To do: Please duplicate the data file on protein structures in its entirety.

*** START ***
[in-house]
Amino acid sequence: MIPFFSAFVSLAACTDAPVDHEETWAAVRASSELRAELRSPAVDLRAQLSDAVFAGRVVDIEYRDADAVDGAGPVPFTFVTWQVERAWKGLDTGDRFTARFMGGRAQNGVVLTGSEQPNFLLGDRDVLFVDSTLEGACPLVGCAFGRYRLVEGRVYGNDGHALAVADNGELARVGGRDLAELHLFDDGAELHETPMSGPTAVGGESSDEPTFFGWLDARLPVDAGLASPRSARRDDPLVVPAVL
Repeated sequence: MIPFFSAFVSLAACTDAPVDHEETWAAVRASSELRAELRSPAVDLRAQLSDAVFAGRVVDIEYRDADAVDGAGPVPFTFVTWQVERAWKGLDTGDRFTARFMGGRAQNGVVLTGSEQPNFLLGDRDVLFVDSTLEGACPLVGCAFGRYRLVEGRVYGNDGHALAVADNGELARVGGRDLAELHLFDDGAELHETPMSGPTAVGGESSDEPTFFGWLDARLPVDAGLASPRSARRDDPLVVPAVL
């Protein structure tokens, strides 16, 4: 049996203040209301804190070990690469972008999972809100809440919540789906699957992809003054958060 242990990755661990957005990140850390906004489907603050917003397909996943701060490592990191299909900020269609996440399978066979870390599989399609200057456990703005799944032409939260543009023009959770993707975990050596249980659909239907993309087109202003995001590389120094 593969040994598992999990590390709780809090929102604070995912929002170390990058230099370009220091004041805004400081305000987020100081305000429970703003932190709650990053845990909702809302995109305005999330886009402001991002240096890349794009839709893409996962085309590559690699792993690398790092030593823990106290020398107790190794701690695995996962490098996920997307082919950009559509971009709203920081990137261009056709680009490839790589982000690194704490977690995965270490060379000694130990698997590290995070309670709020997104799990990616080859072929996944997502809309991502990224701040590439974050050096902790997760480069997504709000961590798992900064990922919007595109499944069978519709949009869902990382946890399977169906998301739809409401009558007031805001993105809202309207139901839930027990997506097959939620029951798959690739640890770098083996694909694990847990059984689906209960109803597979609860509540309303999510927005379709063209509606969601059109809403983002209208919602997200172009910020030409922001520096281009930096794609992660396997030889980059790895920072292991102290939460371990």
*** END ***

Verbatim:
[in-house]
Amino acid sequence: MIPFFSAFVSLAACTDAPVDHEETWAAVRASSELRAELRSPAVDLRAQLSDAVFAGRVVDIEYRDADAVDGAGPVPFTFVTWQVERAWKGLDTGDRFTARFMGGRAQNGVVLTGSEQPNFLLGDRDVLFVDSTLEGACPLVGCAFGRYRLVEGRVYGNDGHALAVADNGELARVGGRDLAELHLFDDGAELHETPMSGPTAVGGESSDEPTFFGWLDARLPVDAGLASPRSARRDDPLVVPAVL
Repeated sequence: MIPFFSAFVSLAACTDAPVDHEETWAAVRASSELRAELRSPAVDLRAQLSDAVFAGRVVDIEYRDADAVDGAGPVPFTFVTWQVERAWKGLDTGDRFTARFMGGRAQNGVVLTGSEQPNFLLGDRDVLFVDSTLEGACPLVGCAFGRYRLVEGRVYGNDGHALAVADNGELARVGGRDLAELHLFDDGAELHETPMSGPTAVGGESSDEPTFFGWLDARLPVDAGLASPRSARRDDPLVVPAVL
């Protein structure tokens, strides 16, 4: 049996203040209301804190070990690469972008999972809100809440919540789906699957992809003054958060 242990990755661990957005990140850390906004489907603050917003397909996943701060490592990191299909900020269609996440399978066979870390599989399609200057456990703005799944032409939260543009023009959770993707975990050596249980659909239907993309087109202003995001590389120094 593969040994598992999990590390709780809090929102604070995912929002170390990058230099370009220091004041805004400081305000987020100081305000429970703003932190709650990053845990909702809302995109305005999330886009402001991002240096890349794009839709893409996962085309590559690699792993690398790092030593823990106290020398107790190794701690695995996962490098996920997307082919950009559509971009709203920081990137261009056709680009490839790589982000690194704490977690995965270490060379000694130990698997590290995070309670709020997104799990990616080859072929996944997502809309991502990224701040590439974050050096902790997760480069997504709000961590798992900064990922919007595109499944069978519709949009869902990382946890399977169906998301739809409401009558007031805001993105809202309207139901839930027990997506097959939620029951798959690739640890770098083996694909694990847990059984689906209960109803597979609860509540309303999510927005379709063209509606969601059109809403983002209208919602997200172009910020030409922001520096281009930096794609992660396997030889980059790895920072292991102290939460371990």